Dear Employee/Employer: Be Social or Be Irrelevant

If, as a job candidate, you haven't built up your personal online brand -- accomplishments and most importantly beliefs and values -- you risk becoming irrelevant to any forward-looking employer regardless of your domain expertise.
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As companies continue to tighten their purse strings, every hire they make has to be strategic to the business. Recently, I came across an interesting article in The Wall Street Journal that lists four 'must-have' job skills for 2013. Coming in at number two, just after clear communication skills, is a person's online brand. I believe that 'social organizations' will be the ones which will thrive over the next decade. A social organization is one that leverages mass collaboration to improve business agility and customer delight. By the end of this decade, the millennial generation will comprise over 75 percent of the workforce. That future workforce is mobile, social and hyper-connected, with a deep desire for a real-time understanding of events. If, as a job candidate, you haven't built up your personal online brand -- accomplishments and most importantly beliefs and values -- you risk becoming irrelevant to any forward-looking employer regardless of your domain expertise.

However, the most important challenge is not with the perspective employee but rather the employer's ability to adopt a social business mindset to recruit and retain social savvy and active candidates. For businesses to stay competitive and connected, and to recruit the very best talent, they must be able to demonstrate social intelligence and caring. It takes courage and a culture of transparency for businesses to empower employees to connect, and to scale the company's mission.

In the book, The Pursuit of Social Business Excellence, which I co-authored with my colleague Brad Martin, we talk about the six crucial elements to social business success: Culture, People, Strategy, Process, Structure and Technology. The profile of the very best talent is a "social employee" who goes above and beyond to contribute to the success of the business. But in order to find these people, businesses must know what to look for and how to best recruit them.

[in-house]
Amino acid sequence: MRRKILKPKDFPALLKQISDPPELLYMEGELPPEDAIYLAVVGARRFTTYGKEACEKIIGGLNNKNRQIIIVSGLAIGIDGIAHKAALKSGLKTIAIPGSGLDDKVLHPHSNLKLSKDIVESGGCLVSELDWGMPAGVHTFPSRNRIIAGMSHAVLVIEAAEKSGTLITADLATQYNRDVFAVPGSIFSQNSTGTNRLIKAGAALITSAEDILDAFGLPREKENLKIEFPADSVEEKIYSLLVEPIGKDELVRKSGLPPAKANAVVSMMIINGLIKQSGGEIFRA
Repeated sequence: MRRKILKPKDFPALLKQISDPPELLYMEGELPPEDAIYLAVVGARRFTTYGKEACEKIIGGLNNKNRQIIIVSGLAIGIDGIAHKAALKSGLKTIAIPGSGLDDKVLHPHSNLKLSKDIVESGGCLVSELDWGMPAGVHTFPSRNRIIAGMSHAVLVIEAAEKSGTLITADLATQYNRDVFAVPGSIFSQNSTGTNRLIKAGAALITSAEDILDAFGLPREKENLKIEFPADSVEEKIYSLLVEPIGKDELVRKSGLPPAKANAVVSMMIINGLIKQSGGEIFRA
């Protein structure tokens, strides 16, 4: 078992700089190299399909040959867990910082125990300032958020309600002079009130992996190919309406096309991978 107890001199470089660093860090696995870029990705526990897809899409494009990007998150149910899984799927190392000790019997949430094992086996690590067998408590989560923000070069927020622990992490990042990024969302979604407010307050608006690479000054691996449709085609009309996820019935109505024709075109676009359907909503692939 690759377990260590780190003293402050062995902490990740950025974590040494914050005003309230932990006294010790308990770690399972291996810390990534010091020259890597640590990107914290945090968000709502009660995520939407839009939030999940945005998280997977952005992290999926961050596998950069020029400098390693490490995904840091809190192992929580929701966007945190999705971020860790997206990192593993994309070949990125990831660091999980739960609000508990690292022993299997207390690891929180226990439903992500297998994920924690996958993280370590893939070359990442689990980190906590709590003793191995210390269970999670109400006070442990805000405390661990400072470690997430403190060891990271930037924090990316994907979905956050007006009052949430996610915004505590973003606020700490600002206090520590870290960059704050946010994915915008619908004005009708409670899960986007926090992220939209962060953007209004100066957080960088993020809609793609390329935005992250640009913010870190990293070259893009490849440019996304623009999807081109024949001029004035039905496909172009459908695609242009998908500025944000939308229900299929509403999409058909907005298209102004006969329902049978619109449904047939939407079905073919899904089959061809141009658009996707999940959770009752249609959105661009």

In the social era, companies must hire the people they trust, and then trust them to do their work. It is the character of the people that shape a company's future. It is true that the best players usually win, but it is not about how smart you are, or past accomplishments, but rather how much you care to collaborate and win as a team. The talent acquisition process in a social business has to embrace a new model for today's social talent. A business with a social mindset will clearly have the advantage in today's connected economy.

Human Resources practitioners agree that traditional recruitment processes are costly and not very effective. A recent study showed that only 25 percent of hires are top performers. How can an industry that spends $120 billion per year on recruiting produce only one high performer for every four hires? For me, the answer is easy: They're not using social networks to vet quality candidates. According to a 2012 survey by Novo Group, four out of five HR leaders said searching for top talent is their biggest challenge. We believe that businesses can improve their recruitment processes, increase efficiency, and reduce costs using social networks.

A social business recognizes that the very best talent is not actively searching for job opportunities; they're too busy changing the world. The very best talent is social and collaborating with their network to teach and be taught. The paper-based curriculum vitae is dead, and the future of talent acquisition will be digital and network-based.

The web is the new resume and social networks serve as mass references. Social businesses want social candidates to be part of their ecosystem. They look for candidates with an online presence that showcases accomplishments, networking capabilities, and measures of their influence. All things being equal, if you have two candidates, it will make sense for most brands to hire the person who is more socially active because their ability to impact others is so much greater. With this shift in the way that companies recruit candidates, they're hunting for talent, rather than waiting for the talent come to them.

Social businesses look for judgment, experience and influence as the three important criteria for talent acquisition. Be social or be irrelevant. The choice is yours.

This post is part of a series co-produced by The Huffington Post and Blogworld, in conjunction with the latter's NMX BusinessNext Social 2013. That event will feature some of the world's leading social-business luminaries and influencers, each of whom will be speaking at the event to provide an up-close look at how the world's most successful businesses harness the power of social.

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